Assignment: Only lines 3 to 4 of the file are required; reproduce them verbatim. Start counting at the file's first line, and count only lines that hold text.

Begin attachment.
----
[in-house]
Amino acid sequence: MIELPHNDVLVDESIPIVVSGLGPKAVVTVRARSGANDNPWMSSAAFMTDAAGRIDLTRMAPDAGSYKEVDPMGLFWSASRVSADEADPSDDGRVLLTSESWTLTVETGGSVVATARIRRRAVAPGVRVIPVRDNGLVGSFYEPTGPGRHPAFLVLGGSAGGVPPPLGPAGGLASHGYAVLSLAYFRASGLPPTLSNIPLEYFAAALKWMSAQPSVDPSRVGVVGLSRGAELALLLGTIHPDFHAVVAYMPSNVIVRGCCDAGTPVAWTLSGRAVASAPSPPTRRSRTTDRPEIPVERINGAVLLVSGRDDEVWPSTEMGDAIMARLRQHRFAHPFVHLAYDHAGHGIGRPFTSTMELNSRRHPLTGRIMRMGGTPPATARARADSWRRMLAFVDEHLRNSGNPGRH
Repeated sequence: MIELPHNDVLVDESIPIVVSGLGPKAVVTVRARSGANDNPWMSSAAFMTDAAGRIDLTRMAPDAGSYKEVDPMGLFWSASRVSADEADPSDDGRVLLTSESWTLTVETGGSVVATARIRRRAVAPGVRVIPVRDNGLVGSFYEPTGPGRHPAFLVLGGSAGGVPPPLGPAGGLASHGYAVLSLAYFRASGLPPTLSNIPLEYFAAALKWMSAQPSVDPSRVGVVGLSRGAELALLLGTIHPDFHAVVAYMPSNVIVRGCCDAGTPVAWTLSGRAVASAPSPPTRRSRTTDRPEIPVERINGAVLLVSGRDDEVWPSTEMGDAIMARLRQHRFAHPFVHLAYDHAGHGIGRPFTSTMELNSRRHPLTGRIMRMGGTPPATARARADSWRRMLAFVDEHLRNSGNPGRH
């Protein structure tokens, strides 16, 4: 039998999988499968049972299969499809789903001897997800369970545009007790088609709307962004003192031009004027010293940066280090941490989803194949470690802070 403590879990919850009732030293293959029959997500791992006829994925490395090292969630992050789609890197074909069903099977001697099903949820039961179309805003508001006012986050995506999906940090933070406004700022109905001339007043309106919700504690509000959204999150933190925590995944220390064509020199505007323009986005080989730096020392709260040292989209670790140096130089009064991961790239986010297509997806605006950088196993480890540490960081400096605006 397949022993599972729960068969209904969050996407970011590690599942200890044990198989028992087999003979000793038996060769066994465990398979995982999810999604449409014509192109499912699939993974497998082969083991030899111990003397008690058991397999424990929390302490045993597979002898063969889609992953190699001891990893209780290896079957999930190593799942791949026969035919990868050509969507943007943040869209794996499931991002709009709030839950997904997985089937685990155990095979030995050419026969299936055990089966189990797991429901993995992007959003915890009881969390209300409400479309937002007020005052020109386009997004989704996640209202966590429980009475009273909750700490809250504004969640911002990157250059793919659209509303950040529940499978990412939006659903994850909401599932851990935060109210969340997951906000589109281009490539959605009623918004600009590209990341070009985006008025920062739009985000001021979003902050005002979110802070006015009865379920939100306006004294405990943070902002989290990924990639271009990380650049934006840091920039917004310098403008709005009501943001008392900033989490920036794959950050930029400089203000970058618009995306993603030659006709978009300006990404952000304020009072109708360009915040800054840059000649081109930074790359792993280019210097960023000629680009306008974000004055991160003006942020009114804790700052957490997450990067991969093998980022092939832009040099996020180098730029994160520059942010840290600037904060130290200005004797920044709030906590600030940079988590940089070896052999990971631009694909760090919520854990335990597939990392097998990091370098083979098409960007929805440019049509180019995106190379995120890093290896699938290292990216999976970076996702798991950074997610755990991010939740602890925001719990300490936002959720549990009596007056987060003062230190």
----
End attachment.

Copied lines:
Repeated sequence: MIELPHNDVLVDESIPIVVSGLGPKAVVTVRARSGANDNPWMSSAAFMTDAAGRIDLTRMAPDAGSYKEVDPMGLFWSASRVSADEADPSDDGRVLLTSESWTLTVETGGSVVATARIRRRAVAPGVRVIPVRDNGLVGSFYEPTGPGRHPAFLVLGGSAGGVPPPLGPAGGLASHGYAVLSLAYFRASGLPPTLSNIPLEYFAAALKWMSAQPSVDPSRVGVVGLSRGAELALLLGTIHPDFHAVVAYMPSNVIVRGCCDAGTPVAWTLSGRAVASAPSPPTRRSRTTDRPEIPVERINGAVLLVSGRDDEVWPSTEMGDAIMARLRQHRFAHPFVHLAYDHAGHGIGRPFTSTMELNSRRHPLTGRIMRMGGTPPATARARADSWRRMLAFVDEHLRNSGNPGRH
């Protein structure tokens, strides 16, 4: 039998999988499968049972299969499809789903001897997800369970545009007790088609709307962004003192031009004027010293940066280090941490989803194949470690802070 403590879990919850009732030293293959029959997500791992006829994925490395090292969630992050789609890197074909069903099977001697099903949820039961179309805003508001006012986050995506999906940090933070406004700022109905001339007043309106919700504690509000959204999150933190925590995944220390064509020199505007323009986005080989730096020392709260040292989209670790140096130089009064991961790239986010297509997806605006950088196993480890540490960081400096605006 397949022993599972729960068969209904969050996407970011590690599942200890044990198989028992087999003979000793038996060769066994465990398979995982999810999604449409014509192109499912699939993974497998082969083991030899111990003397008690058991397999424990929390302490045993597979002898063969889609992953190699001891990893209780290896079957999930190593799942791949026969035919990868050509969507943007943040869209794996499931991002709009709030839950997904997985089937685990155990095979030995050419026969299936055990089966189990797991429901993995992007959003915890009881969390209300409400479309937002007020005052020109386009997004989704996640209202966590429980009475009273909750700490809250504004969640911002990157250059793919659209509303950040529940499978990412939006659903994850909401599932851990935060109210969340997951906000589109281009490539959605009623918004600009590209990341070009985006008025920062739009985000001021979003902050005002979110802070006015009865379920939100306006004294405990943070902002989290990924990639271009990380650049934006840091920039917004310098403008709005009501943001008392900033989490920036794959950050930029400089203000970058618009995306993603030659006709978009300006990404952000304020009072109708360009915040800054840059000649081109930074790359792993280019210097960023000629680009306008974000004055991160003006942020009114804790700052957490997450990067991969093998980022092939832009040099996020180098730029994160520059942010840290600037904060130290200005004797920044709030906590600030940079988590940089070896052999990971631009694909760090919520854990335990597939990392097998990091370098083979098409960007929805440019049509180019995106190379995120890093290896699938290292990216999976970076996702798991950074997610755990991010939740602890925001719990300490936002959720549990009596007056987060003062230190």